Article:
Michael Gove has overruled independent advice not to allow the sale of playing fields five times since 2010 and has been accused of responding to a Freedom of Information request on the matter with 'misleading' information.
The Education Secretary, who has to make the final approval on playing field sales or delegate it to a minister, has defied expert advice more times than Labour ministers did between 2001 and 2010, according to a report by the Daily Telegraph.
Labour ministers rejected advice not to sell playing fields four times.
Figures obtained by the newspaper also suggest a total of 30 school playing fields have been approved for sale - more than the 21 previously admitted to by ministers.
A further two applications are currently outstanding, while two have been rejected and another withdrawn.
A Department for Education spokesman said: "We are sorry to say that the Secretary of State was provided with incorrect information about how many playing fields were disposed of since May 2010.
"The figures presented to the Secretary of State, and published by the department, related to applications received between May 2010 and June 2012.
"Those figures should have included requests received by the previous government and then approved by the coalition.
"The established process of approval means that most decisions are taken by junior ministers.
"Each decision was made by a minister after careful consideration of the arguments. Ministers have sought to ensure that proceeds go to improving sports facilities for young people overall. We are, of course, happy to publish the reasons for each decision.
Shadow education secretary Stephen Twigg said: "The fact that Michael Gove has ignored the advice of independent experts and ploughed ahead with selling off school playing fields, shows he is shamefully out of touch.
"He also appears to have failed to disclose at least another 10 school playing field sell-offs when responding to a Freedom of Information request. This is misleading and incompetent at the very least.
"Michael Gove must now come clean and explain what appears to be a secret programme to sell off school playing fields.
"From the abolition of Labour's school building programme, to curriculum changes, Michael Gove has form when it comes to ignoring expert advice."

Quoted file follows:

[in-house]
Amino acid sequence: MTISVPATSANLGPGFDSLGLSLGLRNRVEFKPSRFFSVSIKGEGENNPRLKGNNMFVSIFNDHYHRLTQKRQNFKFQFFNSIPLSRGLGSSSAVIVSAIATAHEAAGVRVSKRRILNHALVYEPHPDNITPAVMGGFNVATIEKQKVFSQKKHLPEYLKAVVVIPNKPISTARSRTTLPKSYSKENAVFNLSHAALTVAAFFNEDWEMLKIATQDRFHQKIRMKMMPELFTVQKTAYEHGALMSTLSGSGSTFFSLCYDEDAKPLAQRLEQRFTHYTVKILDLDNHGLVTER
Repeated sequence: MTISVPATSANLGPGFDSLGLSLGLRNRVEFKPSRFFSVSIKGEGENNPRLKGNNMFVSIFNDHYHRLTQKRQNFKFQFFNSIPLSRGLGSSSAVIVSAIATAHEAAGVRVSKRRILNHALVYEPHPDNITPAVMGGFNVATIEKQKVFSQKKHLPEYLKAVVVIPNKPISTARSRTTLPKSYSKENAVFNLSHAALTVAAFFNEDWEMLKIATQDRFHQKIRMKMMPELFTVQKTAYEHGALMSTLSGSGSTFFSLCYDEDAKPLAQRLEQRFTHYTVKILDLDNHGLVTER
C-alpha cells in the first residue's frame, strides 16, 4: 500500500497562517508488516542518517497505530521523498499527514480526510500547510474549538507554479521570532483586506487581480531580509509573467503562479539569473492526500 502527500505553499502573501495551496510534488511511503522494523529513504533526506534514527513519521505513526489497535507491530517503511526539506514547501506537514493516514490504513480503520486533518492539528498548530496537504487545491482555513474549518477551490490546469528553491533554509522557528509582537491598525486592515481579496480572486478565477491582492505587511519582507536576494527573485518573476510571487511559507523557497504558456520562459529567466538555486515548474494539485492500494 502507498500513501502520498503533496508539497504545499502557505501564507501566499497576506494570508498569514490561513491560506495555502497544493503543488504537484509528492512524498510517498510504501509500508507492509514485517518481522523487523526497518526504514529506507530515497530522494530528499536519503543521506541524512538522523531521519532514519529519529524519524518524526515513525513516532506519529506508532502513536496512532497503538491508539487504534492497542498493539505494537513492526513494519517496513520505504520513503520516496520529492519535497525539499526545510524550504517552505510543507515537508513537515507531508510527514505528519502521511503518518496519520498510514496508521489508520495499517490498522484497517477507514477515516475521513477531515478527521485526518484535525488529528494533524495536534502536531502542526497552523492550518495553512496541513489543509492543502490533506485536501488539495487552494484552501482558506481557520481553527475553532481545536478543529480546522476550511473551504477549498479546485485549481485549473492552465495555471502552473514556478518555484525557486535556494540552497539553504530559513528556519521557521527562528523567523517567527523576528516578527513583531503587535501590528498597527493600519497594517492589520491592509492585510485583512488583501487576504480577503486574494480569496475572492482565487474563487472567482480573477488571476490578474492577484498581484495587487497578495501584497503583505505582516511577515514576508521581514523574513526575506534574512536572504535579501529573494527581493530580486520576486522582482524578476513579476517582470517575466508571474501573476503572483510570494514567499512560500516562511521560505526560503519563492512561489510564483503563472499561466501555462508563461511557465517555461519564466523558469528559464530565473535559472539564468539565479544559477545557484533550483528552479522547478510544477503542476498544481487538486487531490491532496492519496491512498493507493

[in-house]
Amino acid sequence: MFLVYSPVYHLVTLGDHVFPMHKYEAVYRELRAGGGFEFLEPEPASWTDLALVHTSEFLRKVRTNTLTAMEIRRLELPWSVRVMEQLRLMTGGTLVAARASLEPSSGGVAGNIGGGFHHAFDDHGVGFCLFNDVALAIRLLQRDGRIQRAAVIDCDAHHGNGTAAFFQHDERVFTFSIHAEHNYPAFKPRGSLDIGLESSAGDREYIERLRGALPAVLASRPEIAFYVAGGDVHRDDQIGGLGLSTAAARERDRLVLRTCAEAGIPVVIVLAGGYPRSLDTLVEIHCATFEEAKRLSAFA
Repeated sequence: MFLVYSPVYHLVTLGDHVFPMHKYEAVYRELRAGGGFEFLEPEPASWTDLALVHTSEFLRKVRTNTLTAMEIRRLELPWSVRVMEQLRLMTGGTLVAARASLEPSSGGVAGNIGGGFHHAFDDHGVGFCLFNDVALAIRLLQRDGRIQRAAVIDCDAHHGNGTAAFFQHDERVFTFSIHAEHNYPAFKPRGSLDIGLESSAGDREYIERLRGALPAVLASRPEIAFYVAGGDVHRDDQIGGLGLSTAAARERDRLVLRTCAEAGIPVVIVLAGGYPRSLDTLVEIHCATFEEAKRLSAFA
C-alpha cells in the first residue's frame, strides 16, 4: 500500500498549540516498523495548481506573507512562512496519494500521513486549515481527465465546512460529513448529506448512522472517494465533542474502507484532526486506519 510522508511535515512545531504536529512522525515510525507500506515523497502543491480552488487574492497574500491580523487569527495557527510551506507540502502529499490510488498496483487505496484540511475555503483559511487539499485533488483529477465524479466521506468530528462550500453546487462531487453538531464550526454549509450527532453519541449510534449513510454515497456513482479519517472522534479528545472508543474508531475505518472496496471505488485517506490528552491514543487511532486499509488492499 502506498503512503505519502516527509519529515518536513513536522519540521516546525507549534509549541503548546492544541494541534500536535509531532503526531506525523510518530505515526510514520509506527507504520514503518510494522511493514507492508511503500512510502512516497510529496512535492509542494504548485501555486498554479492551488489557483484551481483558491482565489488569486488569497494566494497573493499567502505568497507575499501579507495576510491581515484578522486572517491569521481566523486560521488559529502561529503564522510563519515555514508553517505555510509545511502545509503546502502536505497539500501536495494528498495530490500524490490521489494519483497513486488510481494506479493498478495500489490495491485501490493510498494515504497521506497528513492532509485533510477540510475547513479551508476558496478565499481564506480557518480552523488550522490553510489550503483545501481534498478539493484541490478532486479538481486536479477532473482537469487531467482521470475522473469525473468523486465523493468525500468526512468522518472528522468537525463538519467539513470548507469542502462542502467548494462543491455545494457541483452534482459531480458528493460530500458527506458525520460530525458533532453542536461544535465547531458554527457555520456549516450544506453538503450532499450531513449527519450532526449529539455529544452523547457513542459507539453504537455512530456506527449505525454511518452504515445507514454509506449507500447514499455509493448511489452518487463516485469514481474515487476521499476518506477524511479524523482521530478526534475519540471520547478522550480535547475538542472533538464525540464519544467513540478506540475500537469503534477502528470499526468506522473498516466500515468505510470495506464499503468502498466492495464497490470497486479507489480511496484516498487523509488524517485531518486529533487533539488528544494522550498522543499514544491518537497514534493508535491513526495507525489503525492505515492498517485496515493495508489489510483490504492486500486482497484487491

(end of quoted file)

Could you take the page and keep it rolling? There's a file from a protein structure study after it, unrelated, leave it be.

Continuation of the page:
The Daily Telegraph said the minister normally responsible for taking playing field decisions on behalf of Mr Gove is Lord Hill, the schools minister.
The overruled decisions related to Woodhouse Middle School in Staffordshire, Clarborough Primary School in Nottinghamshire, Elliott School in Wandsworth, south-west London, and Ingleton Middle School in North Yorkshire.
A fifth decision to approve a sale at Netley Primary School in Camden, north London, was approved by ministers despite the application being withdrawn after the initial reports from the independent panel indicated the bid would be rejected unanimously.
Four of the schools are still operating, apart from Ingleton Middle School, which closed in July.
Twigg demanded the release of correspondence - including private emails - relating to the sale of the playing fields.
In a letter to Chris Wormald, the Department for Education's senior civil servant, Twigg said he was "deeply concerned" that Gove "failed to disclose around a third of the playing field sell-offs that have been approved since the general election".
He called for full disclosure in relation to the occasions Gove overruled the independent advice he was given.
"In the interest of what the Prime Minister once termed 'a new era of transparency', I would ask that you release all submissions and correspondence regarding these disposals, including via private email accounts, so that we can understand why the Secretary of State overruled his own expert panel."